Japanese miner and smelter Sumitomo Metal Mining is reviewing its strategic options regarding its minority stake in the Sierra Gorda copper mine in northern Chile, majority owned by Polish miner KGHM.
The Asian giant announced that selling its 45% holding in the mine was one of the routes to be explored with its financial and legal advisors, RBC Capital Markets and Sullivan & Cromwell LLP.
KGHM, Europe’s second-largest copper producer, said instead that Sumitomo had already begun the process of leaving the venture. The miner, which is also one the world’s largest silver producers, added it was not interested in increasing its stake in the money losing operation.
The state-controlled company noted, however, that it would continue “all optimization efforts” aimed at increasing the value of the asset.
KGHM has been criticized for the steep investment allocated to developing the Chilean mine (US$5.2 billion and counting). Sierra Gorda, which began production in 2014, has constantly failed to meet expectations due to challenging metallurgy and difficulties in using seawater for processing.
BMO Capital Markets analyst Edward Sterck estimates that the present value of Sumitomo’s stake is around US$513 million, assuming the mine achieves design cost and production rates.
“It is worth noting that the JV shareholders have been forced to provide external funding every year since inception due to disappointing performance and this may drive a discount,” Sterck said in a note to investors.
Jakub Szkopek, an analyst at BM mBank, noted Sumitomo’s exit may pose further challenges to KGHM.
“The signal that Sumitomo wants to get rid of the Sierra Gorda project is, in our opinion, a negative one, and might mean that possibilities of further fast efficiency improvement without major capital outlays [will] quickly run out,” Szkopek wrote.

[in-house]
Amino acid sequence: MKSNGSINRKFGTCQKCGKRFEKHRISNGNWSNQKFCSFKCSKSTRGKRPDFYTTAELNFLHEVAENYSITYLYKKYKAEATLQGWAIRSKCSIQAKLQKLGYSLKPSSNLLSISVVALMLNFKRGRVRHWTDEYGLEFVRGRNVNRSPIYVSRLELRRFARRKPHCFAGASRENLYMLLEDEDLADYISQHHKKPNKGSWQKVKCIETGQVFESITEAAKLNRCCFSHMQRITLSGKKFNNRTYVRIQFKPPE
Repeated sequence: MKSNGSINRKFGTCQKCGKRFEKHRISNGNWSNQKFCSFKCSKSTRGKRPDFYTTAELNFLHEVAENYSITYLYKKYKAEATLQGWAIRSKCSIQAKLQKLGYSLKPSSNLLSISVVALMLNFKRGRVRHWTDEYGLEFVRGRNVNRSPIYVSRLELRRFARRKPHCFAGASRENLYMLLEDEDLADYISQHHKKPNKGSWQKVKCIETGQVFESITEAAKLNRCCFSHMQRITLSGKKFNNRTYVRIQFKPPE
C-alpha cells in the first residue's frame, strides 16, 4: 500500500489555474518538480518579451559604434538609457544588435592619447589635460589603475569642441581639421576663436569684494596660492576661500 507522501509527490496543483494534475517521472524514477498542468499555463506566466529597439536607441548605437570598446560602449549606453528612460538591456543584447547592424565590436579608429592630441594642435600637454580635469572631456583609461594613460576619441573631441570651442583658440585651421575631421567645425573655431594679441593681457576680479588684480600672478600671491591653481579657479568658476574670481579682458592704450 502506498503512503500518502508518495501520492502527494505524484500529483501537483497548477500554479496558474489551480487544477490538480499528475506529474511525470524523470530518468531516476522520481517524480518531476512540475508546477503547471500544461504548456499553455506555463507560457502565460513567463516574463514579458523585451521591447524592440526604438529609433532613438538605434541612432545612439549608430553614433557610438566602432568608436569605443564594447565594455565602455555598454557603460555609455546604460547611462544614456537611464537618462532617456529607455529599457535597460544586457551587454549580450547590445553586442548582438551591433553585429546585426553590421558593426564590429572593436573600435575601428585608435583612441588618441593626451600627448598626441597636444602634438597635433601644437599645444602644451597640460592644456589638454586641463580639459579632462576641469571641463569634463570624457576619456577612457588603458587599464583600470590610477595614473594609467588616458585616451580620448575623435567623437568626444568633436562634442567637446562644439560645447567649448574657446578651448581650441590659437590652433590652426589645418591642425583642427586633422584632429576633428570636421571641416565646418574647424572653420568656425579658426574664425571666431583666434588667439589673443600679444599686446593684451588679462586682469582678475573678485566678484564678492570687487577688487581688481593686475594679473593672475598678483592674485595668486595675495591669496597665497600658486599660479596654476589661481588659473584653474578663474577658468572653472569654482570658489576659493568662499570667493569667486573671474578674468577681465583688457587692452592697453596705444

“Another risk is whether, after selling the stake by Sumitomo, a new owner will shoulder managing the project as well, as so far KGHM has visibly lacked such competences on international markets,” he noted.
KGHM grabbed the copper and molybdenum project in 2012, after completing the acquisition of Canadian rival Quadra FNX, in what was the largest-ever foreign acquisition by a Polish company.
The miner had planned to expand Sierra Gorda earlier, but the 2015-2016 rout in commodity prices forced the company to place the project on the backburner.
Two years later, KGHM secured environmental approval for a US$2 billion expansion and upgrade of the mine in order to extend its productive life by 21 years.
The options to expand production include building an oxide circuit and doubling the throughput of the sulphide plant. Current planned output at Sierra Gorda sits at about 140,000 tonnes of mineralized material per day, but the asset has only delivered 112,000 tonnes in its best year of operation to date.
The oxide expansion would add 40,000 tonnes of ore per day for eight years, and the sulphide expansion another 116,000, BMO estimates.
While Sierra Gorda is a low-grade deposit, one of its main attractions is having an “extremely flat grade profile,” which is expected to remain around 0.34% for the foreseeable future. This, Sterck noted, would potentially move the mine from a tier four to a tier two asset with time.
KGHM posted in August a 150% leap in second-quarter core profit for the mine, despite risks related to the coronavirus pandemic.
Pawel Gruza, KGHM’s deputy head in charge of foreign assets, said at the time that from 2021 onwards, Sierra Gorda would no longer need financial support from its owners.